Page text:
Happy Earth Month!
Sustainability is the hottest (pun intended) topic right now, and when planning your wedding, the crazy amount of waste that could be created is a huge concern. Take it from someone who worked for a caterer for over 10 years… there’s pretty much no limit to the amount of waste you could cause if you wanted to, or if you simply chose to be blissfully unaware of that fact.
On the other end of the spectrum, you might be asking, why try for sustainability, when you could go for zero-waste? Unfortunately, this is nearly impossible, from the cocktail napkins to the leftover food, even considering guest transport… Look, even The Zero Waste Warbler produced a full grocery bag of waste at her super-sustainable, 100-person wedding, so let’s be pragmatic, ok? No private jets, please! And as my friend Marine, who runs ReEvents in New York, explained to me: it’s about making the better choice, if you can’t make the best one. So, without further ado, here are some accessible ways to reduce your wedding’s waste output with better choices:
1. Locally sourced flowers would be ideal, and grown without chemicals in the soil. But most important is to avoid using floral foam, because it’s a microplastic, and there are tons of compostable or reusable alternatives. (There is also the question of what to do with the flowers at the end of the event, so might I suggest inviting your guests to take centrepieces home with them, or donating them to a senior’s residence?)
2. Speaking of flowers, you can make your own sustainable confetti with dried flowers, or order some on Etsy. (I haven’t found anyone making this in Canada yet, so if you know someone who is doing it, please send me their contact!)
3. Avoid single-use plastic, opting instead for compostable or reusable cutlery, dishes, and glassware. More and more, I’m seeing bar services supply metal straws that guests can take home with them, or more often, leave behind to be washed and re-used at the next party. Everything else can be rented, but be mindful: most rental companies wrap their dishes in plastic wrap, bubble wrap, and plastic bags.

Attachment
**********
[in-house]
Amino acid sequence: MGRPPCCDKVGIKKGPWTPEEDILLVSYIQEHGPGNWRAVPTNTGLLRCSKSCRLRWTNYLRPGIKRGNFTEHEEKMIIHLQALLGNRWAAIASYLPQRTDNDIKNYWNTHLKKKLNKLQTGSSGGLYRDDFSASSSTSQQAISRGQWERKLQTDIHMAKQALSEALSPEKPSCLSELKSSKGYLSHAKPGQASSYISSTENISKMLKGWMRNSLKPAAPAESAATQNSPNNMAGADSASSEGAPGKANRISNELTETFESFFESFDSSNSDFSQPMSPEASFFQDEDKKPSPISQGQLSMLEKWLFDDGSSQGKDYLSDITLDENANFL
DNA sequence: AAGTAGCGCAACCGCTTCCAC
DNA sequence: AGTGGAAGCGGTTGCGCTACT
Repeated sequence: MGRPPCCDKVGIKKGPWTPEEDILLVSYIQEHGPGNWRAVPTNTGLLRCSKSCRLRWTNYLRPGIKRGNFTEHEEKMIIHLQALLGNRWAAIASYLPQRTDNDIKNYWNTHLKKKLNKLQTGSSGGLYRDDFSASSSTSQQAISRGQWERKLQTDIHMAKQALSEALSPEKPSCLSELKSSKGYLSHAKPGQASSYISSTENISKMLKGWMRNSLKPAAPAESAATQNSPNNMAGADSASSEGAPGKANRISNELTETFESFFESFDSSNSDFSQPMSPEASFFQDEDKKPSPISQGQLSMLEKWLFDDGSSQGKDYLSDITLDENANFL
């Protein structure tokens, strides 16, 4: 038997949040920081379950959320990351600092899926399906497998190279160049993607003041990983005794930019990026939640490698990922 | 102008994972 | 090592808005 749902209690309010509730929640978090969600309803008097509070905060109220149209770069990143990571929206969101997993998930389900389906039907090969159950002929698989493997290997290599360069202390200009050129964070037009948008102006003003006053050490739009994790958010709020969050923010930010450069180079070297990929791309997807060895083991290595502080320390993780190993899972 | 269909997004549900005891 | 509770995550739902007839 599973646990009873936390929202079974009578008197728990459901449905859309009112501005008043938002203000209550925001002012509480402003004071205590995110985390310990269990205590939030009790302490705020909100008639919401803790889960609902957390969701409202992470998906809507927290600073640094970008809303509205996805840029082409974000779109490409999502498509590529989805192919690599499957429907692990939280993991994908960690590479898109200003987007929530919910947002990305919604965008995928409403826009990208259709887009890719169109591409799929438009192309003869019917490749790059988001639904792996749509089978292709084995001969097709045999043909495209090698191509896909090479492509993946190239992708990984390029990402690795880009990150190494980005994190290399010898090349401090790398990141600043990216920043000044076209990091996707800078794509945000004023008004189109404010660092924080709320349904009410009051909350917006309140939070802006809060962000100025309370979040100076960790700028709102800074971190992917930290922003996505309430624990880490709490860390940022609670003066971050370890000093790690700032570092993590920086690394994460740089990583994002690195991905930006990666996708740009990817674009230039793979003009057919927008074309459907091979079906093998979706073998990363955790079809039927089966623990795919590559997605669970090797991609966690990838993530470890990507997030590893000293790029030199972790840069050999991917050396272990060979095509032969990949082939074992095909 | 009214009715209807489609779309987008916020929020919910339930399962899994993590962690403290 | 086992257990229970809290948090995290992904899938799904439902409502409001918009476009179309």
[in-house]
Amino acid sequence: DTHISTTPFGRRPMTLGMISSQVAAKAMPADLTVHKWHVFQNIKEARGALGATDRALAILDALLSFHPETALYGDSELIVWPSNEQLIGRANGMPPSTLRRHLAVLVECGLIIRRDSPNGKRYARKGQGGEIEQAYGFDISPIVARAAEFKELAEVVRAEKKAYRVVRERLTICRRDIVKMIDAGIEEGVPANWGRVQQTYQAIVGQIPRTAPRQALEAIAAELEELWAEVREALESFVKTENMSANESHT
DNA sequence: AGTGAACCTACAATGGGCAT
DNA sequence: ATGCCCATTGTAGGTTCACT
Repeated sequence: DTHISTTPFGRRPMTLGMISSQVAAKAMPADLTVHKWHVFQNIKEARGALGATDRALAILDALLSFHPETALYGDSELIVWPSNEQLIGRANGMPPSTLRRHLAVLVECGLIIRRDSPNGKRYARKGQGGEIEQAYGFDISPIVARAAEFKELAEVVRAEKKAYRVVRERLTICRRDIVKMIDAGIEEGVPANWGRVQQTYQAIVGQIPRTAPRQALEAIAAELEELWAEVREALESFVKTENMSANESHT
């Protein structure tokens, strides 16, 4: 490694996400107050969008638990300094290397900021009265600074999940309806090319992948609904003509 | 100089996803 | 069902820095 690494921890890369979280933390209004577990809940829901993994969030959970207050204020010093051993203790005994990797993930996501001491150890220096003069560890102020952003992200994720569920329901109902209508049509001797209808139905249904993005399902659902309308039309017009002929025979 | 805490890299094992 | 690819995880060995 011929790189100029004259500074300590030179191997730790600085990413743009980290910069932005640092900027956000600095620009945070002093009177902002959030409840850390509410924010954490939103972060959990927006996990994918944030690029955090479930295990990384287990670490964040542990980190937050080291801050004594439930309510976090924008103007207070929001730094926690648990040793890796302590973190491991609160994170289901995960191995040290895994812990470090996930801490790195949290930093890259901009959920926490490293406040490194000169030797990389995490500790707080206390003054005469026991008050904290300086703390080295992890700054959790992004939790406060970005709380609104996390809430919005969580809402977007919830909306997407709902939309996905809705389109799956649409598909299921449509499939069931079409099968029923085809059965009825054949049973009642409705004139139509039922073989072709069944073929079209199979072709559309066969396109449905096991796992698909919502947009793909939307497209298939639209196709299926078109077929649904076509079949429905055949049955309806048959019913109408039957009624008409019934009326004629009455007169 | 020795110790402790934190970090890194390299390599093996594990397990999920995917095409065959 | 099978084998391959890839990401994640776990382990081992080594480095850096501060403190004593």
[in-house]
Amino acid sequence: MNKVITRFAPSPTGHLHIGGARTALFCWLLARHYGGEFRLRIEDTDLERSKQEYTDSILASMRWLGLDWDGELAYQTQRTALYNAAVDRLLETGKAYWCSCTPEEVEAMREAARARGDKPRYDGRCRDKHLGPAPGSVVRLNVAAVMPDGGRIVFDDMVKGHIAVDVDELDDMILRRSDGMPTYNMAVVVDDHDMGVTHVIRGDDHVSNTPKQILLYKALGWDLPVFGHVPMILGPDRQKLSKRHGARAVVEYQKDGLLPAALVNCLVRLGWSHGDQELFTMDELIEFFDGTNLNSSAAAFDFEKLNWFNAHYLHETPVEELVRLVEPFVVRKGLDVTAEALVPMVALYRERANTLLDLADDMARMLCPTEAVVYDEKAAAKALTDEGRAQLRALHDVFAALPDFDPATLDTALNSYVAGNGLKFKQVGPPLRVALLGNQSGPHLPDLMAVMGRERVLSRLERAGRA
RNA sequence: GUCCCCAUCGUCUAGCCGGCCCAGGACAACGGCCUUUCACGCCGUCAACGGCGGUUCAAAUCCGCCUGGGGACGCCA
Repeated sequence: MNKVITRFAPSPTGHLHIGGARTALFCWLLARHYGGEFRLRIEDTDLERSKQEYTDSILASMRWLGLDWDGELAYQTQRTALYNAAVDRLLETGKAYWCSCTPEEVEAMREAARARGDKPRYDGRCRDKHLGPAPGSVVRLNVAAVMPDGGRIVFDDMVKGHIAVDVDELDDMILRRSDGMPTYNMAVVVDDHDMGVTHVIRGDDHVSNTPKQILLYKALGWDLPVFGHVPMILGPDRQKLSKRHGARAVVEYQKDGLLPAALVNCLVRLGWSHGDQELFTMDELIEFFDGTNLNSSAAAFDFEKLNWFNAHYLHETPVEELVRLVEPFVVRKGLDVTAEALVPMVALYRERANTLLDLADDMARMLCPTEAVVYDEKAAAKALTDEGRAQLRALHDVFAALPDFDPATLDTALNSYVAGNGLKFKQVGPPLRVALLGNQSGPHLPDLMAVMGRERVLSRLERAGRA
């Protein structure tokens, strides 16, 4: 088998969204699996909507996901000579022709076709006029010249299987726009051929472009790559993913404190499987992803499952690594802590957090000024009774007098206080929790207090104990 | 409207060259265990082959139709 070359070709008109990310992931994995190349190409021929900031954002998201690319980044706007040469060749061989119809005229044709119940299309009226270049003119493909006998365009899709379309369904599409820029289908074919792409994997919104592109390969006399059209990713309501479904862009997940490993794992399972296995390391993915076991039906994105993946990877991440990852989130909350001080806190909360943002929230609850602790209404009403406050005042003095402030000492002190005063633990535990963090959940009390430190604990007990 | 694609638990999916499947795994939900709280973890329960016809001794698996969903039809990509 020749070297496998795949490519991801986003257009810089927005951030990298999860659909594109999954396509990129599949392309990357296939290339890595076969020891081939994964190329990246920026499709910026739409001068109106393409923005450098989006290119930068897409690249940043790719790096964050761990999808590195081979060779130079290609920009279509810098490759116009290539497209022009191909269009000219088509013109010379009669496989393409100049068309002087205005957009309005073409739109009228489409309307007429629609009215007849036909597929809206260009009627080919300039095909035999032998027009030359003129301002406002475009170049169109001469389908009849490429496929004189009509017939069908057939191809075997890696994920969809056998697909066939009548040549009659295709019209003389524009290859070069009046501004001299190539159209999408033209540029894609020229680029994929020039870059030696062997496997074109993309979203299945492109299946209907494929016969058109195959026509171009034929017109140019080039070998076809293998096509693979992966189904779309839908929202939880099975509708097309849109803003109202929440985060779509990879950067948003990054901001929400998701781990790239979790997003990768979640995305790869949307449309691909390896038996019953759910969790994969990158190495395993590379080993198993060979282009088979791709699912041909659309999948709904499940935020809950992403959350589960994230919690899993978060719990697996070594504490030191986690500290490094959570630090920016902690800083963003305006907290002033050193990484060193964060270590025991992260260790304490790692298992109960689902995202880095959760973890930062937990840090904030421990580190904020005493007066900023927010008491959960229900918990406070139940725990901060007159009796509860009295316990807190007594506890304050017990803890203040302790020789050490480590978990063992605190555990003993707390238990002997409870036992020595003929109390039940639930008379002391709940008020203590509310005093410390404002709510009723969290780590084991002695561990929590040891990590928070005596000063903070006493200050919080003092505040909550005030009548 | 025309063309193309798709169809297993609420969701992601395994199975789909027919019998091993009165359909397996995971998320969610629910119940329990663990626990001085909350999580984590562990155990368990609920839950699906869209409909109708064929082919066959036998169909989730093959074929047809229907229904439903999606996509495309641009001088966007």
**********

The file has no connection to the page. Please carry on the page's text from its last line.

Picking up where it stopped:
4. Consider buying a previously worn wedding dress, or at least letting your bridesmaids rent their dresses. I’ve rented dresses from Ocurent, which has tons of designer labels, and I just love the experience of not having to commit to one dress to rule all my summer events, and knowing I’m not contributing to landfills when something no longer fits me… I just drop it off with them, and then I can actually earn a little money with my outgrown clothes! Suits are also often rented, although, depending on your lifestyle, an affordable custom-made suit that gets worn again and again might be well worth the purchase.
6. Reusable signage that you can sell or give away after the event works, and so does calligraphy, which can done on mirrors, plexiglass, or windows, and wiped away after the event.
7. Some people still love a paper invitation, and I think this is a keepsake and perhaps an exception: you can minimize your footprint by using recycled or seeded paper, and hiring local printers and calligraphers. That said, paperless is gaining popularity, and some wedding websites make RSVP’s easy. Check out my recent post for a shortlist of my favourites.
8. For favours, instead of organza bags tied off with cheap ribbon, I always suggest something guests can eat or something they can use. How about reusable beeswax food wrappers around the lid of a jar of homemade jam? And I love T. Lee’s candles, which are made in Montreal with soy wax and come in reusable jars. They also teach candle-making at their studio, so you could make this activity one of your pre-wedding events.
9. Last, and most importantly: hire suppliers who support your desire to be low waste. While you can’t control everything, you can and should demand that your suppliers make an effort to be sustainable. The simple truth is that the supply will always work to meet the demand, and suppliers will listen to you and work to have your business. The more people insist upon it, the quicker it will become the norm.
A lot of these sustainable options can also be affordable options, but the most important thing is to remember, as I always say, that it’s not just about the wedding day. It’s about you and your partner, making decisions together, and enjoying the moments leading up to the day as well. The engagement is the time you really get on the same page, talking about money, family, and your values. On your wedding day, you get to share some of those values with your family and friends, and by making it sustainable, you’ll have something you can be proud to share with your children and grandchildren, who will be enjoying the planet you helped save.